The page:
Food / Beverage

Food and beverage manufacturing covers all companies engaged in the preparation and packaging of primary goods. The industry actually comprises over 30 different industries ranging from piggeries, sugar refineries and grain mills to beer brewing and whisky distilling.

INJURIES

The main causes of injuries within this industry continue to be:

manual handling / musculoskeletal injury
slips on wet or food contaminated floors 
falls from heights
burns 
struck by something (e.g. sharp knives or falling objects) 
plant 

 

HAZARDS

Slips and Trips  

Slippery floors in the workplace are a serious hazard and can result in far more serious accidents than simply slipping and falling over. It is a requirement that floors should be slip-resistant, but floors can become slippery when substances are spilt on them, or while being washed. Objects such as boxes, cartons and bins positioned in high people traffic areas can pose hazards.

Ways to reduce the risk of slips and trips:  

  • regular cleaning of floors is necessary to maintain a safe surface.  However choose the timing of routine floor cleaning so that people are not put at risk and hygiene is not compromised.
  • do not leave floors wet after cleaning – clean them to a completely dry finish if at all possible. If clean-to-dry is impossible then use barriers and wet floor warning signs to keep people off the wet area.
  • extension cords should never be placed across walk ways.
  • learn the procedures for cleaning up spilt substances and removing objects that are a risk to people.
  • clean all spills immediately
  • keeping floors and walkways free of materials, boxes, bins, equipment and rubbish.
  • maintain equipment to prevent any leaks of oil, water etc.
  • avoid contaminating the floor with dry materials (like plastic bags or flour dust),
    as these materials can create a very slippery surface.
  • proper floor surfaces can have enough roughness to provide grip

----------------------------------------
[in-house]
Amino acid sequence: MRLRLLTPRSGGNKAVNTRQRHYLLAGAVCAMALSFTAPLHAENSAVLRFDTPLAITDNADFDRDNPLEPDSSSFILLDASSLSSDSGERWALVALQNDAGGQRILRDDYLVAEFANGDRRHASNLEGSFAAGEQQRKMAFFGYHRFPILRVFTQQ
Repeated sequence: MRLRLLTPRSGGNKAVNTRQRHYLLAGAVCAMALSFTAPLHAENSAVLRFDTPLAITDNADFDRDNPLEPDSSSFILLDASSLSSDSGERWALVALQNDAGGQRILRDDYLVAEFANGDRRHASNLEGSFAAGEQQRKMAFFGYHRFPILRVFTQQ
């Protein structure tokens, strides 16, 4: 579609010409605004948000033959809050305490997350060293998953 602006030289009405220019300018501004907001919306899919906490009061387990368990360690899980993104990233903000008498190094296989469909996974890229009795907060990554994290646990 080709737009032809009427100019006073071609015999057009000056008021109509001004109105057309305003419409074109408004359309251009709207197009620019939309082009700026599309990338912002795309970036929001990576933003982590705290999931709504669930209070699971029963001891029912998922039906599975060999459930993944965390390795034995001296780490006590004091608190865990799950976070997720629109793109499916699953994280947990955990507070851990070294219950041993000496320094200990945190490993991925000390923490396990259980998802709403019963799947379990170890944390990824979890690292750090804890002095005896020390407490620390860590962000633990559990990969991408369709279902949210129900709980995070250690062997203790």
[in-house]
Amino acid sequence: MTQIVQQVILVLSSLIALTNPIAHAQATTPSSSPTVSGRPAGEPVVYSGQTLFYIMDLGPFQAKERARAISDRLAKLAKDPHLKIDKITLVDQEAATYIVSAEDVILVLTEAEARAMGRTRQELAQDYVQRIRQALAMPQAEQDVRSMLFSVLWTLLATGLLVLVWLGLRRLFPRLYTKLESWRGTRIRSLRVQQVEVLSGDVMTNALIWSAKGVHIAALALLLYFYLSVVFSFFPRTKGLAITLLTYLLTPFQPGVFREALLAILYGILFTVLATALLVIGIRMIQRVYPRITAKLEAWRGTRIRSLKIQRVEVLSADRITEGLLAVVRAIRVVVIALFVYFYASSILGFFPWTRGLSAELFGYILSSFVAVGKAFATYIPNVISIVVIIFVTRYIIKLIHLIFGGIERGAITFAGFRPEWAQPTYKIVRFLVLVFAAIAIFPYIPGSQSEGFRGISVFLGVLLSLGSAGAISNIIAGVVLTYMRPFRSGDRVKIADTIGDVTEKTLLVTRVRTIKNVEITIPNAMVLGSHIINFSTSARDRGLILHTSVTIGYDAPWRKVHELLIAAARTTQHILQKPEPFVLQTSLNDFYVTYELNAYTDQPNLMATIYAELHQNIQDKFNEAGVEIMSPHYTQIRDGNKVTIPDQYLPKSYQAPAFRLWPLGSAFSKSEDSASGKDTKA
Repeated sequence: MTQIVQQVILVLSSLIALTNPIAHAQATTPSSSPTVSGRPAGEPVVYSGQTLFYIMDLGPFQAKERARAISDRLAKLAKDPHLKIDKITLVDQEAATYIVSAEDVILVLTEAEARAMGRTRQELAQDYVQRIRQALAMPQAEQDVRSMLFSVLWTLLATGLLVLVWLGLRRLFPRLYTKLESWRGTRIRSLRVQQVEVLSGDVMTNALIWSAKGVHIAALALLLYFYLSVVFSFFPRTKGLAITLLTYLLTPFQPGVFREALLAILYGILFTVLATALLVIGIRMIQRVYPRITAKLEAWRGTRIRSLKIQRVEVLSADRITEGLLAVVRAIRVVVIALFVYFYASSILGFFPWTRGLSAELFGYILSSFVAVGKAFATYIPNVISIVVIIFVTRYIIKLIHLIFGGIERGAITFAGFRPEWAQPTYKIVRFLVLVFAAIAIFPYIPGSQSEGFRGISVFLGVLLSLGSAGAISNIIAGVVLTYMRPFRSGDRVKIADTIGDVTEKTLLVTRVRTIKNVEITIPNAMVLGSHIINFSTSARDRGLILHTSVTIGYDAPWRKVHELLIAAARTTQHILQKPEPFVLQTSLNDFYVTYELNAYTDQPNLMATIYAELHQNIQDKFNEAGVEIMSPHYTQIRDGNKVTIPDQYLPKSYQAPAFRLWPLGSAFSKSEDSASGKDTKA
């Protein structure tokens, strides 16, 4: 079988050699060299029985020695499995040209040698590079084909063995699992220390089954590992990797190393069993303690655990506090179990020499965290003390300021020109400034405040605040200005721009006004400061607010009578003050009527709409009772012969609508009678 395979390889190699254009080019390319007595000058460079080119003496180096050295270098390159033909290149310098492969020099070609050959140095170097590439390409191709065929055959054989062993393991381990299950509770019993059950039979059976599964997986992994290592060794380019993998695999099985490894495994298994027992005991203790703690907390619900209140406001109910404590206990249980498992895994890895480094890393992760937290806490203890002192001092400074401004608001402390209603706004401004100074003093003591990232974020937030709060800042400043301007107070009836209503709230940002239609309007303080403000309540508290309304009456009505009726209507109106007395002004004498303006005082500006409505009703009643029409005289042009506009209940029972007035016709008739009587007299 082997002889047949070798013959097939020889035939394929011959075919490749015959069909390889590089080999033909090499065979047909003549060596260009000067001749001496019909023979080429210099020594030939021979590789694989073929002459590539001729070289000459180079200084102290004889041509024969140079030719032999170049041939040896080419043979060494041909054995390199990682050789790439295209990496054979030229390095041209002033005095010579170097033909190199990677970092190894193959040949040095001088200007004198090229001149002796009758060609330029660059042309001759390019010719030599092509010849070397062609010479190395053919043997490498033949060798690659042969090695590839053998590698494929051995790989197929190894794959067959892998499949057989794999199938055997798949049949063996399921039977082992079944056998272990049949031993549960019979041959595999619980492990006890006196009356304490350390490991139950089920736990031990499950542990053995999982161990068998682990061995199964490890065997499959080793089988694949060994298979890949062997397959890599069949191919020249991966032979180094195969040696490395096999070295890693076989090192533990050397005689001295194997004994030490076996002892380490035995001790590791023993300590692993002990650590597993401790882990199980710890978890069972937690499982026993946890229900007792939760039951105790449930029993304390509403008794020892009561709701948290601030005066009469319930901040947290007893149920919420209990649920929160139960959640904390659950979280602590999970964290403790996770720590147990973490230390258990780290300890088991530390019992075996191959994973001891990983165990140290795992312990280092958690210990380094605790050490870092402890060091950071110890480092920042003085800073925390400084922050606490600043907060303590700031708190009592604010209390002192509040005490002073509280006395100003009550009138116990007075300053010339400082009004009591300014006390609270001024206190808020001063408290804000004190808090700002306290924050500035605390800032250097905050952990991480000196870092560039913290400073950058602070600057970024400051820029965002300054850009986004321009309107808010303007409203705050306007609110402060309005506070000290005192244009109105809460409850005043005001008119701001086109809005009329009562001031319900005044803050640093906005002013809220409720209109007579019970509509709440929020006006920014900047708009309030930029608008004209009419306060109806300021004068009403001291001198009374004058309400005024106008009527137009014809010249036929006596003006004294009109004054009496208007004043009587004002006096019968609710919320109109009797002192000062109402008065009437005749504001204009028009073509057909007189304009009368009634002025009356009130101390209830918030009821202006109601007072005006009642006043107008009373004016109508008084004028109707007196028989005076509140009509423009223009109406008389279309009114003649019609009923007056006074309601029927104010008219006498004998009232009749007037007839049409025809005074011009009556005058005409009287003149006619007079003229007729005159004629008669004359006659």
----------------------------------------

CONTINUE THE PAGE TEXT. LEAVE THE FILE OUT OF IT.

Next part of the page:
Some things to look for include:

  • unstable, loose, uneven or worn floor surfaces
  • obstacles blocking people’s clear view of walkways
  • low levels of light making it difficult to see
    • unexpected changes in flooring materials
      (shoes, for example, grip differently on concrete compared to tiles)
    • highly sloping floor surfaces
    • objects in the path of people
    • unstable loads or having to reach too far to complete a task

 Selecting footwear

  • Footwear can be important in preventing slips and the selection of the right shoe sole can have a big effect on reducing slip injuries.
  • Different types of footwear can perform differently in specific situations. What may be okay on cement floors is not necessarily right for tiled.
    Urethane and rubber soles are often among the least slippery on wet floors.
  • Sole tread patterns should not become clogged with any waste or debris on the floor. If they do then that design of sole is unsuitable for your situation.

If anti-slip footwear is needed to properly control slip risks then the employer should provide and pay for it.
Other hazards in the manufacturing industry include:

Manual Handling Noise Hazardous substances Forklifts
Hot/Cold Environments Fatigue Plant/Machinery

Noise Plant/Machinery Manual Handling
Hot/ Cold Environments Fatigue Hazardous Substances
Forklifts


Note:
Many companies have been found in breach of their OHS obligations to employees.
Take an informative look at the successful convictions by SafeWork SA

 

ADDITIONAL INFORMATION

Standing at work
From the TUC and published in Hazards magazine, a major report that gives extensive information on the health effects of standing for long periods and advice on how to reduce the risk, including looking at workstation and job design, flooring, matting, and so on.

Acknowledgements:
Health and Safety Executive UK Government
Workplace Health and Safety, Safety sense Queensland Government
SafeWork SA www.safework.sa.gov.au